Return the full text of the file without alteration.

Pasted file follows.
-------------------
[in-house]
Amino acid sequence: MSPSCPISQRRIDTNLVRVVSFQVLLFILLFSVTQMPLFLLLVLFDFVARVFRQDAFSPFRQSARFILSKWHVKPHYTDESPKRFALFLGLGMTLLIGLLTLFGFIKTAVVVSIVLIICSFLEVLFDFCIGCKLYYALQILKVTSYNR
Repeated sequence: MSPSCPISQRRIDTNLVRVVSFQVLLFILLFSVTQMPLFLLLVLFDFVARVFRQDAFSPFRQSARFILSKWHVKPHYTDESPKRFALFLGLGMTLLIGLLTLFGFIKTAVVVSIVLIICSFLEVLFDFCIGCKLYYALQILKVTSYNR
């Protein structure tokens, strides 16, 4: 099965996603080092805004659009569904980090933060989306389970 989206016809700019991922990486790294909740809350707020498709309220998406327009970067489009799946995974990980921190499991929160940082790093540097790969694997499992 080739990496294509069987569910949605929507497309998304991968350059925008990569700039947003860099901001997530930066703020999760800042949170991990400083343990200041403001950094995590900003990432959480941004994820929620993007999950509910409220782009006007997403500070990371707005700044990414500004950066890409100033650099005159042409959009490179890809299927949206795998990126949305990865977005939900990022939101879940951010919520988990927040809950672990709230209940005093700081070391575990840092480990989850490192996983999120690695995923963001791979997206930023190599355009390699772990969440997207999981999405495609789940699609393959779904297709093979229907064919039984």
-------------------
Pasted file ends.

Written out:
[in-house]
Amino acid sequence: MSPSCPISQRRIDTNLVRVVSFQVLLFILLFSVTQMPLFLLLVLFDFVARVFRQDAFSPFRQSARFILSKWHVKPHYTDESPKRFALFLGLGMTLLIGLLTLFGFIKTAVVVSIVLIICSFLEVLFDFCIGCKLYYALQILKVTSYNR
Repeated sequence: MSPSCPISQRRIDTNLVRVVSFQVLLFILLFSVTQMPLFLLLVLFDFVARVFRQDAFSPFRQSARFILSKWHVKPHYTDESPKRFALFLGLGMTLLIGLLTLFGFIKTAVVVSIVLIICSFLEVLFDFCIGCKLYYALQILKVTSYNR
């Protein structure tokens, strides 16, 4: 099965996603080092805004659009569904980090933060989306389970 989206016809700019991922990486790294909740809350707020498709309220998406327009970067489009799946995974990980921190499991929160940082790093540097790969694997499992 080739990496294509069987569910949605929507497309998304991968350059925008990569700039947003860099901001997530930066703020999760800042949170991990400083343990200041403001950094995590900003990432959480941004994820929620993007999950509910409220782009006007997403500070990371707005700044990414500004950066890409100033650099005159042409959009490179890809299927949206795998990126949305990865977005939900990022939101879940951010919520988990927040809950672990709230209940005093700081070391575990840092480990989850490192996983999120690695995923963001791979997206930023190599355009390699772990969440997207999981999405495609789940699609393959779904297709093979229907064919039984």